Chino Moreno, mostly known for his work with the Deftones, stood tall on top of his monitor as three illuminated crosses flashed behind him. Exhalted fans praised him, hands high in the air. To an outsider this could have looked like an underground rally of sorts with Chino as their martyr, but this was a rock a concert with ††† (Crosses).

Five other band members waited patiently behind their respective instruments; guitars, keyboards and computers littered the stage. Frank Sinatra, an unusual intro track considering the content to follow, started to fade and the crowd jeered with a prospective mystification.

The eerie keyboards of the title track to ††† (Crosses) recently released self-titled LP, “This is a Trick,” jolted the speakers of the Independent. The sold out crowd waited for the words to arrive from Chino: “Something’s changed in your face I noticed,” he sang in perfect pitch, “a different spiral in those crazy eyes.” Heads bobbed in motion as they followed the words.

While Chino has the highest profile on stage, this show is more about the band than Chino. While the front man or lead singer usually gains the brunt of attention, Chino became less of a distraction and more of a piece to this congealed project that might deviate the furthest from his other endeavors. On record, ††† (Crosses) rely heavy on electronics and machines to dictate their music. The songs are given life when performed live, and up on stage the musicians provide this spark.

Dino Campanella, the drummer for Bay Area band Dredg, vigorously bashed his drums to complicated rhythms while bassist Chuck Doom contorted his body with a sensual swagger. Ex-Far guitarist and Crosses ambassador Shaun Lopez shifted back and forth from playing guitar to orchestrating sounds on his computer.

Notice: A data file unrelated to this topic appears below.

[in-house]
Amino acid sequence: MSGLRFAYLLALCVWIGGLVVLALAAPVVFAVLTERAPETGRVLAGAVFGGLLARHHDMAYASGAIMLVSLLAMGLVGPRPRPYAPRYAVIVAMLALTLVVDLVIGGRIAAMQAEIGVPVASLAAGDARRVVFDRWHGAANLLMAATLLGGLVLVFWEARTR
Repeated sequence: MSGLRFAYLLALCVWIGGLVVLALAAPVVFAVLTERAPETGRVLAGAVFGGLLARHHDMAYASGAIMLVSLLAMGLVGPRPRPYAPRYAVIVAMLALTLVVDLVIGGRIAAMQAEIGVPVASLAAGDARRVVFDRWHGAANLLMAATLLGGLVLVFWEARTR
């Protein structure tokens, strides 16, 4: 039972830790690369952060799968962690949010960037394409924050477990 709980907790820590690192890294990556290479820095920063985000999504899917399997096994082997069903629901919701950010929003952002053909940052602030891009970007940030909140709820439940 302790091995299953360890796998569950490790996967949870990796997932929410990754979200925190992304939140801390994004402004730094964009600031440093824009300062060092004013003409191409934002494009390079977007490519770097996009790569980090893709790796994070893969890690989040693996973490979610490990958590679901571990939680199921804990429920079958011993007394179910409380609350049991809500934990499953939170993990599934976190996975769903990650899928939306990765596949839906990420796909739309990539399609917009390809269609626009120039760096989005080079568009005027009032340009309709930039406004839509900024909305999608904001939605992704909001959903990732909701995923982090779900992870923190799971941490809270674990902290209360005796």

The live show really projected how complex the music is, and how many things must go right. Still somewhat of an enigma, ††† (Crosses) started as a fun project between Doom and Lopez and materialized into something onerous, organically sprouting into a formidable band. ††† (Crosses) play like a rock band, with most its members hailing from post-hardcore/alt-rock backgrounds. The influence is rampant, yet the music is still danceable. Chino Moreno didn’t abandon his trademark high-pitched squeal and continuously showcased moves—swaying his hips and arms with a tint of Flamenco style. He looked rejuvenated and youthful, shaking the hands of his fans while sashaying the stage.

Their catalog of music doesn’t run deep, but ††† (Crosses) most the songs from their record. Notable tracks of the night were the impassioned track “Bitches Brew,” the bass laden “Telepathy,” the band’s buoyant first single “The Epilogue,” the R&B flavored “Bermuda Locket” and the hard hitting and emotionally invigorating “Option.” The band included a very fitting cover of the 1988 song “Goodbye Horses” by Q Lazzarus for an encore. When the show ended, Chino gave Shaun a hug in an act of admiration and respect, a good sign for ††† (Crosses) fans that this could be more than just a side project.

[Photo courtesy of ††† (Crosses)]